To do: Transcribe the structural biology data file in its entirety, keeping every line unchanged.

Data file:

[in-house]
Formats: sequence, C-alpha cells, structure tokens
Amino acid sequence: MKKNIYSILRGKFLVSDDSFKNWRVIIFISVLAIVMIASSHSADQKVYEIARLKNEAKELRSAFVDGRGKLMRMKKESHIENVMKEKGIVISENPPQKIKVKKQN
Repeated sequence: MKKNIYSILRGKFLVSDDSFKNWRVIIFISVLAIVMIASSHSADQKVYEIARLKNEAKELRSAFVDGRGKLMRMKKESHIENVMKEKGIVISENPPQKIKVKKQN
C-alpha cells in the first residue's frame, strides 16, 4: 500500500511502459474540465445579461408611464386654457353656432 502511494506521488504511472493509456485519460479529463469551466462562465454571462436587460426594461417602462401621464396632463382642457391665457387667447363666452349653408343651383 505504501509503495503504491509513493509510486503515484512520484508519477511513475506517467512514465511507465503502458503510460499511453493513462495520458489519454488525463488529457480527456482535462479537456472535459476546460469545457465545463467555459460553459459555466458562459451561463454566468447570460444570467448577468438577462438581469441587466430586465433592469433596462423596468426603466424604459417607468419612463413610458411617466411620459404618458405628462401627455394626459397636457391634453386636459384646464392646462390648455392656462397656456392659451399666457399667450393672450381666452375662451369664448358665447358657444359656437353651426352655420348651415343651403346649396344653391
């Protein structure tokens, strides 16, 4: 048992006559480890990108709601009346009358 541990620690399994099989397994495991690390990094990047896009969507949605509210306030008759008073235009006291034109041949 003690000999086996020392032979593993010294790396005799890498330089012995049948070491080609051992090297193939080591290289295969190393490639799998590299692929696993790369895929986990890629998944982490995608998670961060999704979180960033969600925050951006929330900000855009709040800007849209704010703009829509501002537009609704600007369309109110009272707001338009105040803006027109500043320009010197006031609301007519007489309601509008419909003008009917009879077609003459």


[in-house]
Formats: sequence, C-alpha cells, structure tokens
Amino acid sequence: MKKNIYSILRGKFLVSDDSFKNWRVIIFISVLAIVMIASSHSADQKVYEIARLKNEAKELRSAFVDGRGKLMRMKKESHIENVMKEKGIVISENPPQKIKVKKQN
Repeated sequence: MKKNIYSILRGKFLVSDDSFKNWRVIIFISVLAIVMIASSHSADQKVYEIARLKNEAKELRSAFVDGRGKLMRMKKESHIENVMKEKGIVISENPPQKIKVKKQN
C-alpha cells in the first residue's frame, strides 16, 4: 500500500511502459474540465445579461408611464386654457353656432 502511494506521488504511472493509456485519460479529463469551466462562465454571462436587460426594461417602462401621464396632463382642457391665457387667447363666452349653408343651383 505504501509503495503504491509513493509510486503515484512520484508519477511513475506517467512514465511507465503502458503510460499511453493513462495520458489519454488525463488529457480527456482535462479537456472535459476546460469545457465545463467555459460553459459555466458562459451561463454566468447570460444570467448577468438577462438581469441587466430586465433592469433596462423596468426603466424604459417607468419612463413610458411617466411620459404618458405628462401627455394626459397636457391634453386636459384646464392646462390648455392656462397656456392659451399666457399667450393672450381666452375662451369664448358665447358657444359656437353651426352655420348651415343651403346649396344653391
């Protein structure tokens, strides 16, 4: 048992006559480890990108709601009346009358 541990620690399994099989397994495991690390990094990047896009969507949605509210306030008759008073235009006291034109041949 003690000999086996020392032979593993010294790396005799890498330089012995049948070491080609051992090297193939080591290289295969190393490639799998590299692929696993790369895929986990890629998944982490995608998670961060999704979180960033969600925050951006929330900000855009709040800007849209704010703009829509501002537009609704600007369309109110009272707001338009105040803006027109500043320009010197006031609301007519007489309601509008419909003008009917009879077609003459």